Interesting Stuff is a weekly listing of short takes and links to web items that have caught my attention; some related to aging and some not, some useful and others just for fun.
You are all encouraged to submit items for inclusion. Just click “Contact” in the upper left corner of any Time Goes By page to send them. I'm sorry that I probably won't have time to acknowledge receipt and there is no guarantee of publication. But when I do include them, you will be credited and I will link to your blog if you have one.
Friday, 18 April 2014
Mental Health Day No. 3 – Hand Wave
Remember two days ago when I said a minimal post might be just a handwave? Here's a high five for you.
At The Elder Storytelling Place today, Nancy Leitz: Oh, No! Not Grandmom
Thursday, 17 April 2014
Mental Health Day No. 2
What an interesting and fruitful discussion we had on Tuesday on the post about retirement living preferences. If you haven't read the comments, you should. You will be enlightened.
Elizabeth left a comment that may or may not have been in jest:
”Rather than an eventual move to a nursing home or other type of care facility, I am thinking of a cruise ship where care is apparently available. When I die, just throw me overboard!”
A lighthearted discourse on cruise ship retirement has been published here twice in the past, most recently here. Go read it, you'll enjoy.
The cruise ship suggestion, I believe, is a sequel to an internet original, Let's Retire to the Hilton which has also been published here in the past. Since I am still on mental health leave, I am reposting it today for your pleasure.
It's quite old and prices involved seem to be outdated but just adjust the numbers in your head and don't let it impinge on your enjoyment and amusement. Here it is:
No nursing home for me! I'm checking into the Hilton Inn. With the average cost for a nursing home per day reaching $188.00, there is a better way when we get old and feeble. I have already checked on reservations at the Hilton. For a combined long-term stay discount and senior discount, it is $49.23 per night. That leaves $138.77 a day for:
• Breakfast, lunch, and dinner in any restaurant I want, or room service
•Laundry, gratuities, and special TV movies
Plus, they provide a swimming pool, a workout room, a lounge, washer, dryer, etc. Most have free toothpaste and razors and all have free shampoo and soap. They treat you like a customer, not a patient. $5.00 worth of tips a day will have the entire staff scrambling to help you.
There is a city bus stop out front and seniors ride free. The handicap bus will also pick you up (if you fake a reasonably good limp).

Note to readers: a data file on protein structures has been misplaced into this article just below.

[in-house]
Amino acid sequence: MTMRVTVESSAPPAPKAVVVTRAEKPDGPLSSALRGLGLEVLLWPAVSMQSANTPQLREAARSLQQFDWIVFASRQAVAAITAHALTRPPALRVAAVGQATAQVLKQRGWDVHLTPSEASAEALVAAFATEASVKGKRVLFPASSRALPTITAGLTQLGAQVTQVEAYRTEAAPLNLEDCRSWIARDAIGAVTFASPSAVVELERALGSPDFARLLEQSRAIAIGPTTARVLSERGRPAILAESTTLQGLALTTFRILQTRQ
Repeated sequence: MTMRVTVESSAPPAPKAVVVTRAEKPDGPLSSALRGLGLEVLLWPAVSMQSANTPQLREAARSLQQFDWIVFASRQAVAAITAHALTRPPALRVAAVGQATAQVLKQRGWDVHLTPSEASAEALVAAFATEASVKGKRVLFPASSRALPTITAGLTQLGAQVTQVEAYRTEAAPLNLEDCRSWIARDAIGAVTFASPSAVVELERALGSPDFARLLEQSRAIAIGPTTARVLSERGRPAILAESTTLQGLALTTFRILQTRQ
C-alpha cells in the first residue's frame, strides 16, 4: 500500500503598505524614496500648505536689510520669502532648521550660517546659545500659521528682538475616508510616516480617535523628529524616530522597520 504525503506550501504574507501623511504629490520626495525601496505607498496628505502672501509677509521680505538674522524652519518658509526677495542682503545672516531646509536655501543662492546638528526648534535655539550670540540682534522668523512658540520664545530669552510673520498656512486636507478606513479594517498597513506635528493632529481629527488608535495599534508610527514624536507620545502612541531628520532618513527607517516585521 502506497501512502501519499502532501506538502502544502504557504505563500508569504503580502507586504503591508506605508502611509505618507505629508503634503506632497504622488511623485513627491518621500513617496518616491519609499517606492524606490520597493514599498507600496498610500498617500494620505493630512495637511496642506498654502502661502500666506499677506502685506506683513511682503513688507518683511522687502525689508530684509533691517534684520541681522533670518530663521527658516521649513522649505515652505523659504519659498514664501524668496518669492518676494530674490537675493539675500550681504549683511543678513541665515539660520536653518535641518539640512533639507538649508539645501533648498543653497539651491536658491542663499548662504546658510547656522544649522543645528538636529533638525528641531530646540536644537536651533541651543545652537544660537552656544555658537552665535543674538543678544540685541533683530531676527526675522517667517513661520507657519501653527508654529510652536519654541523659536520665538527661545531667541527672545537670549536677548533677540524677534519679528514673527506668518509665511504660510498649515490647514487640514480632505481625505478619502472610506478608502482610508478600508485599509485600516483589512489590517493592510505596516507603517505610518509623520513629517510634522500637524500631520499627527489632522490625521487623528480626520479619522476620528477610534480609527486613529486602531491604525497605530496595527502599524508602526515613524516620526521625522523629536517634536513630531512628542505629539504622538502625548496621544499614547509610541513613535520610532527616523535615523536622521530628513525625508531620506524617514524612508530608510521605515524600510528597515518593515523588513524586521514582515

To meet other nice people, call a church bus on Sundays. For a change of scenery, take the airport shuttle bus and eat at one of the nice restaurants there. While you're at the airport, fly somewhere. Otherwise, the cash keeps building up.
It takes months to get into decent nursing homes. Hilton will take your reservation today. And you are not stuck in one place forever. You can move from Hilton to Hilton, or even from city to city. Want to see Hawaii? They have a Hilton there, too - the wonderful Hilton Hawaiian Village and Spa.
TV broken? Light bulbs need changing? Need a mattress replaced? No problem. They fix everything and apologize for the inconvenience.
The Inn has a night security person and daily room service. The maid checks if you are okay. If not, they will call the undertaker or an ambulance. If you fall and break a hip, Medicare will pay for the hip and Hilton will upgrade you to a suite for the rest of your life.
And no worries about visits from family. They will always be glad to find you at the Inn and will probably check in for a few days' mini-vacation. The grandkids can use the pool.
What more can you ask for?
So, when I reach the golden age, I'll face it with a grin. Just forward all my email to the Hilton Inn.
Ronni here again. According to one of the emails I received years ago with this retirement idea, there was an addendum. Here it is:
Upon telling this story at a dinner with friends and too much red wine, we came up with even more benefits the Hilton provides to retirees:
Most standard rooms have coffeemakers, easy chairs with ottomans, and satellite TV - all you need to enjoy a cozy afternoon.
After a movie and a good nap, you can check on your children (free local phone calls), then take a stroll to the lounge or restaurant where you meet new and exotic people every day. Many Hiltons even feature live entertainment on the weekends.
Often they have special offers, too, like the Kids Eat Free Program. You can invite your grandkids over after school to have a free dinner with you. Just tell them not to bring more than three friends.
If you want to travel, but are a bit skittish about unfamiliar surroundings, in a Hilton you'll always feel at home because wherever you go, the rooms all look the same.
And if you're getting a little absent-minded in your old days, you never have to worry about not finding your room. Your electronic key fits only one door and the helpful bellman or desk clerk is on duty 24/7.
I told Stephen Bollenback, CEO of Hilton this story. I'm happy to report that he was positively ecstatic at the idea of us checking in for a year or more at one of their hotels. Stephen said we could have easily knocked them down to $40 a night.
See you at the Hilton. And not just for a "Bounce Back Weekend," but for the rest of our lives.
At The Elder Storytelling Place today, Clifford Rothband: How to Make Your Own Luck